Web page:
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The polygon highlighted in red is a single polygon that has slivers directly attached to it.

I used the Difference tool on two polygon layers which lead to slivers / fuzzy polygon parts (see picture). I saw Deleting sliver polygons after difference operation in QGIS? and got rid of the sliver polygons that are not connected to bigger polygons (black lines and the small polgon on the house). However, I want to get rid of the sliver that is connected to "proper" polygons as well. The red lines that branch out from the one bigger polygon are an example of that. Since I work on datasets that cover an entire county, I need a solution that can be done in a reasonable amount of time.

Is there a way to get rid of these connected sliver polygons?

Example of fuzzy polygons

Some more background information: Layer A contains areas that I want to exclude from layer B. I tried both, extract by location ("touch" and "disjoint") which excluded many polygons as they were slightly overlapping. Couldn't find a good solution for that. Then I tried the method described above and got said problem.

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  • Why don't you try Topology, or merging the slivers to adjacent features? There are a few help documentation that can be referred to: Removing slivers or gaps between polygons Struggling to delete very fine sliver-like polygons Aug 24, 2021 at 13:02
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    Select those with an area and roundness above some values: gis.stackexchange.com/questions/374053/…
    – BERA
    Aug 24, 2021 at 13:25
  • Thanks, I will look at it first thing tomorrow. Buffering the "Difference" feature just slightly (10cm) also gets rid of most of the slivers and thus improved the precision of the area quite a lot, as it seems.
    – Homerun_
    Aug 24, 2021 at 13:40
  • Hi, thanks for the suggestion! If I see it correctly, topology does not allow to check for a single polygon that has slivers directly connected to it and then remove the slivers but not the "main polygon".
    – Homerun_
    Aug 25, 2021 at 8:04
  • Prior to running the difference tool you might try to snap one layer to the other, trying out different tolerances to avoid as many "slivers" as possible when you do run the difference tool without changing your acceptable shapes.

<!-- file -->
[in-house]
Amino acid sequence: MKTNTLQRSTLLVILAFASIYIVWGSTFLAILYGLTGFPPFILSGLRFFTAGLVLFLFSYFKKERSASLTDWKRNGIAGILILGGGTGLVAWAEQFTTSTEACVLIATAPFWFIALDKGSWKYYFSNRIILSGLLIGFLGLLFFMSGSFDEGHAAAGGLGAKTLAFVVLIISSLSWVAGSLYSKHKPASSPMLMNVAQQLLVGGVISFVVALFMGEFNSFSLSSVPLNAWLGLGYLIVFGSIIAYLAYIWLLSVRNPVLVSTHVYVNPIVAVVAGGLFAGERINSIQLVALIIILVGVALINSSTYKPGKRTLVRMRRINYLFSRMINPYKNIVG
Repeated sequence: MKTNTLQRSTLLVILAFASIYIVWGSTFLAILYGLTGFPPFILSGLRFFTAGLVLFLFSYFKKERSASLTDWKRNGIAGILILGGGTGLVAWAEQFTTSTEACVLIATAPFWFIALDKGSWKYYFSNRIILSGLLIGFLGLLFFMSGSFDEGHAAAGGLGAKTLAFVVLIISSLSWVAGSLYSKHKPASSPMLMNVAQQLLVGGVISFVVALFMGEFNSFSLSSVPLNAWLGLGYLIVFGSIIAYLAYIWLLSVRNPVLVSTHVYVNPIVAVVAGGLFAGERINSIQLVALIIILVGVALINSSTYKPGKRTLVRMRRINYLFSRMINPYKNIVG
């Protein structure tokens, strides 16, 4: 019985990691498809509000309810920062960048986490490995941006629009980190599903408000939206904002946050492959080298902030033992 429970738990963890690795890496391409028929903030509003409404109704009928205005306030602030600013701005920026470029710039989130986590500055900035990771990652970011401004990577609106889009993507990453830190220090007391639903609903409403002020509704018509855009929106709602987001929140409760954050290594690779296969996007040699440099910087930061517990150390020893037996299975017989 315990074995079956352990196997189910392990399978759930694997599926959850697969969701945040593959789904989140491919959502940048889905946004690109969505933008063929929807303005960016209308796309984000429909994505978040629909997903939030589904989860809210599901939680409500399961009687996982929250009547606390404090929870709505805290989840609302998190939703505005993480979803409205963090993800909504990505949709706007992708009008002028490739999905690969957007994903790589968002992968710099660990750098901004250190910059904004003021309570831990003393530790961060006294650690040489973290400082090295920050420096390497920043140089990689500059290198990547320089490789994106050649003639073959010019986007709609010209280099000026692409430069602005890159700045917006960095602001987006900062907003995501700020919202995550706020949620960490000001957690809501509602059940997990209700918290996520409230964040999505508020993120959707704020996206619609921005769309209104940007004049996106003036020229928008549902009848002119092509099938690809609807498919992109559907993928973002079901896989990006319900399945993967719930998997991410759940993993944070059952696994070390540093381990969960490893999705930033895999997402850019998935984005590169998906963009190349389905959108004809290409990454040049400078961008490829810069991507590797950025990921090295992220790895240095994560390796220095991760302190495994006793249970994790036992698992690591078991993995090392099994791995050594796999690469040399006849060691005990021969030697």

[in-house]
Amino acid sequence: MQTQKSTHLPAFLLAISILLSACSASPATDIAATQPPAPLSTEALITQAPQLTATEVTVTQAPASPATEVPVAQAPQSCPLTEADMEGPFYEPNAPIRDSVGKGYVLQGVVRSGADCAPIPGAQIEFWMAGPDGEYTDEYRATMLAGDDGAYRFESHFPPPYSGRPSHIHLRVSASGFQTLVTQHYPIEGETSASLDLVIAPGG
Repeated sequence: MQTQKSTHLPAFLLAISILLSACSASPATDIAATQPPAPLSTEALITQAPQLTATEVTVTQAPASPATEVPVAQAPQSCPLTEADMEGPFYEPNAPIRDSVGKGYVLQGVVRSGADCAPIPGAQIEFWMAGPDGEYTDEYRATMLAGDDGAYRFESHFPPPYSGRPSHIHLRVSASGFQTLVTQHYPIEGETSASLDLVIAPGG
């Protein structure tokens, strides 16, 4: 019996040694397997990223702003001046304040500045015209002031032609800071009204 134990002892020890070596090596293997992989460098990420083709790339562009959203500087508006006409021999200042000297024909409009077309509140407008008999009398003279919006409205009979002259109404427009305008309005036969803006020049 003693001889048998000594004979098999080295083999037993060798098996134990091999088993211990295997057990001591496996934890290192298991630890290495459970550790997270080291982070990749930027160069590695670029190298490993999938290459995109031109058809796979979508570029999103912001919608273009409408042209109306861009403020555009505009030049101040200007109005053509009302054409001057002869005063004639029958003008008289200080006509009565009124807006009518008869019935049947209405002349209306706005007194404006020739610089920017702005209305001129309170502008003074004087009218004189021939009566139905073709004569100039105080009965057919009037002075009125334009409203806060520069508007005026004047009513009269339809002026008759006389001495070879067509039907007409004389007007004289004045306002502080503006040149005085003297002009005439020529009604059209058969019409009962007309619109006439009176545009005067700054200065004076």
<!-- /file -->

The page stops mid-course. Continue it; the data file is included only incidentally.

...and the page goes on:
– John
    Aug 25, 2021 at 12:50

2 Answers 2

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Add a check for polygons with an area below... let's say 30 sqm to your workflow (select by expression using area($geometry) < 30). Maybe 10 sqm, depends on your dataset. Select those, delete those.

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  • Good idea, but I already did this to get rid of the "stand alone" slivers. If the sliver is connected to a big polygon this won't work.
    – Homerun_
    Aug 24, 2021 at 13:41
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No real solution has been found yet, but I got a workaround that worked quite nicely.

  1. I got rid of slivers around polygons in QGIS after a Difference tool by first buffering the feature by 5cm. For my case a slight inaccuracy in area was less important than getting rid of the "Difference slivers".
  2. The Difference tool also created some unwanted small polygons, some of them slivers but not all. I used the "Multipart to single parts" tool to separate the small polygons as good as easily possible and then calculated their roundness and recalculate their area. Also calculating the number of inner rings (holes) helps filtering out bigger polygons that have a high roundness value (num_interior_rings($geometry)). Lastly the "Extract by expression" tool allowed me to filter out polygons under 50sqm with a roundness of 50 or more (1 = perfect circle; the bigger the less round the polygons are).

That way I didn't get rid of slivers that were attached to polygons that were wanted, but I eliminated as much of them as plausibly possible, I think.

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